Livestock farming is especially developed in the Great Rift Valley and on the central highlands, west of M. Kenya. The livestock patrimony of the colony was estimated in 1929 of 3.5 million cattle, 2.9 million sheep and 3.7 million goats. Skins and wool are exported.
Mineral resources as a whole are not important; it should also be remembered that large quantities of soda carbonate are extracted from Lake Magadi, near the border with the Tanganyika territory (for a value of over 220,000 pounds in 1930). It is estimated that there is about 200 million tons.
Trade. – According to Top-Medical-Schools, the external trade of the colony in the last decades, hand in hand with the development of agriculture and livestock and with the progress of communications, have made giant steps. Their value was £ 150,000 in 1896, rising to £ 1.3m in 1907, and nearly £ 16m in 1929 (including Uganda’s trade, which is done most of all via Mombasa). The value of imports (cotton fabrics, iron and steel objects, cars, wheat and flour, tobacco, fuels, cars, etc.) usually exceeds that of exports (coffee, sisal, maize, soda ash, skins, etc.). 70-75% of exports go to countries of the British Empire (Great Britain mainly: 43% in 1930), from which about 60% of imports come. Trade with the United States is also noteworthy,
Communications. – For railway communications, the colony of Kenya is the East African country that is in the best conditions. The main line, the Kenya and Uganda State Railway, was begun in 1896 and completed in 1901: it starts from Mombasa and, entering Uganda, reaches the shores of Lake Victoria in Jinja (1325 km.); in Nakuro there is a branch off which also goes to Vittoria, to Kisumu (210 km.); another branch connects the Kenya railway with the Tanga-Arusha in the Tanganyika Territory; with other minor sections the overall development of the railways reaches 2500 km. about (1930). All lines are dependent on Kenya and Uganda Railways and Lake Services, which also maintain regular shipping lines on Lake Victoria. Automotive transport is rapidly developing; it is estimated that in the dry season more than 14,000 km can be traveled with vehicles. of roads. The main port of the colony, as mentioned, is that of Mombasa, which in recent years has been very well and modernly equipped. In 1930, 663 ships (of 3.8 million tons overall) called in, 56% of which were British and 10% Italian. Ports of completely secondary importance are those of Lamu, Malindi, Vanga, Kilifi and Gasi.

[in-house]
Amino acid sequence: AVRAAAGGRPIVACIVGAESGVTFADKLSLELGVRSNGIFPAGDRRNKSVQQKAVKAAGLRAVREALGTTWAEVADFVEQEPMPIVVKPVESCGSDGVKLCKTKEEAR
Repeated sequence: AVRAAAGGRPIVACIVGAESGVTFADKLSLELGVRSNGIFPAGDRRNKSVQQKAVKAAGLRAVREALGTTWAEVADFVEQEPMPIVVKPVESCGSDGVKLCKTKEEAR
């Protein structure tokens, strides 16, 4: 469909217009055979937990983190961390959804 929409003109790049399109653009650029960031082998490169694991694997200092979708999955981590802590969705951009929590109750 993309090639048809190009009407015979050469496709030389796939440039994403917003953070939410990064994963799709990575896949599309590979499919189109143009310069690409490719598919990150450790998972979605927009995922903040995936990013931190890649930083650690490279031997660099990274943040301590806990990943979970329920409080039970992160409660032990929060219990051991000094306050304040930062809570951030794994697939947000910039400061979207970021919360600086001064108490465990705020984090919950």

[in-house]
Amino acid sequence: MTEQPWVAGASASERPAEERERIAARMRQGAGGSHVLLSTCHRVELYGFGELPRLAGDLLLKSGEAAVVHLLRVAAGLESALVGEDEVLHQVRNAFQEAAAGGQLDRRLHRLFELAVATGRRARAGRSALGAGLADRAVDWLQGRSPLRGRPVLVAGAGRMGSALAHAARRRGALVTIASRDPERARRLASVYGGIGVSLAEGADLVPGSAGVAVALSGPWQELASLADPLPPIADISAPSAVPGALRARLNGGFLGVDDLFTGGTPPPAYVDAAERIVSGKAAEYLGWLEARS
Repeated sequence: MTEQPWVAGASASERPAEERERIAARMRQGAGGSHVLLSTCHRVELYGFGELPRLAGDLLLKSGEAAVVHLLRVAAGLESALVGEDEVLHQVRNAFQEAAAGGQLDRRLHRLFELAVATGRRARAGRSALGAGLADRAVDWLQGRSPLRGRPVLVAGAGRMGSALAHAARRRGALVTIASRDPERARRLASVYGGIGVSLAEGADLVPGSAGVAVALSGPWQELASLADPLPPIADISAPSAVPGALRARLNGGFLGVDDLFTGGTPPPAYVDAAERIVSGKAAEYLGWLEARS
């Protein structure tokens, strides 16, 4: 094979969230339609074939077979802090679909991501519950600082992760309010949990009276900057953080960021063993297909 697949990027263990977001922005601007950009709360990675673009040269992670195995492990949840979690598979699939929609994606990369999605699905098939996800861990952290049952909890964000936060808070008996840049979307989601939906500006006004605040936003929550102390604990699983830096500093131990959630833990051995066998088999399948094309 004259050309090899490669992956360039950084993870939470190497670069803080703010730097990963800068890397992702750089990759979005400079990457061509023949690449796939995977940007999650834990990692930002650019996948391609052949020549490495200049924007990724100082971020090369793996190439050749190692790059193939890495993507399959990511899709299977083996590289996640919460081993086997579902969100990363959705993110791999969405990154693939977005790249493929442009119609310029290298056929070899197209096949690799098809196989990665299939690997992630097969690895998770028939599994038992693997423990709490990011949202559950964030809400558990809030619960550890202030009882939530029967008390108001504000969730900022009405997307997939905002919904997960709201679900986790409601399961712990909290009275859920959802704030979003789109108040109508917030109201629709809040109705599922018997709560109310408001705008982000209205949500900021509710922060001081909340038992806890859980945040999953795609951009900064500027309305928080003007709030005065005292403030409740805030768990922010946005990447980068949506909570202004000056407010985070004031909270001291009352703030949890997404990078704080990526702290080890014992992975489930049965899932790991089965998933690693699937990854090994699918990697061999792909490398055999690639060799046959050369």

Political and administrative order. – According to the administrative political order of the colony, established with the constitution of January 5, 1924, the colony is governed by a governor appointed by the king, assisted by an Executive Council of 11 members appointed by him and by a Legislative Council composed of members, part of governorial nomination, elective part (of which 11 Europeans, 5 Indians, I, Arab and 1 indigenous). A strong movement has long been manifested for a wider participation of the Arab and indigenous element in the administration. The purpose of a more intimate union, also political, between the colony of Kenya (formerly united to Uganda by customs) and the neighboring territories, all placed under British jurisdiction, of the protectorates of Zanzibar and Uganda, of the Sudanese condominium and of the mandate on the territory of Tanganyika.
Administratively, the colony is divided into 10 provinces.
From the colony proper the coastal strip is distinguished with the name of protectorate of Kenya for the width of 16 km. that from the mouth of the Umba goes up to the height of the island of Lamu (1 ° 30 ′ lat. S.); this coastal strip had been leased by the sultan of Zanzibar until 1885.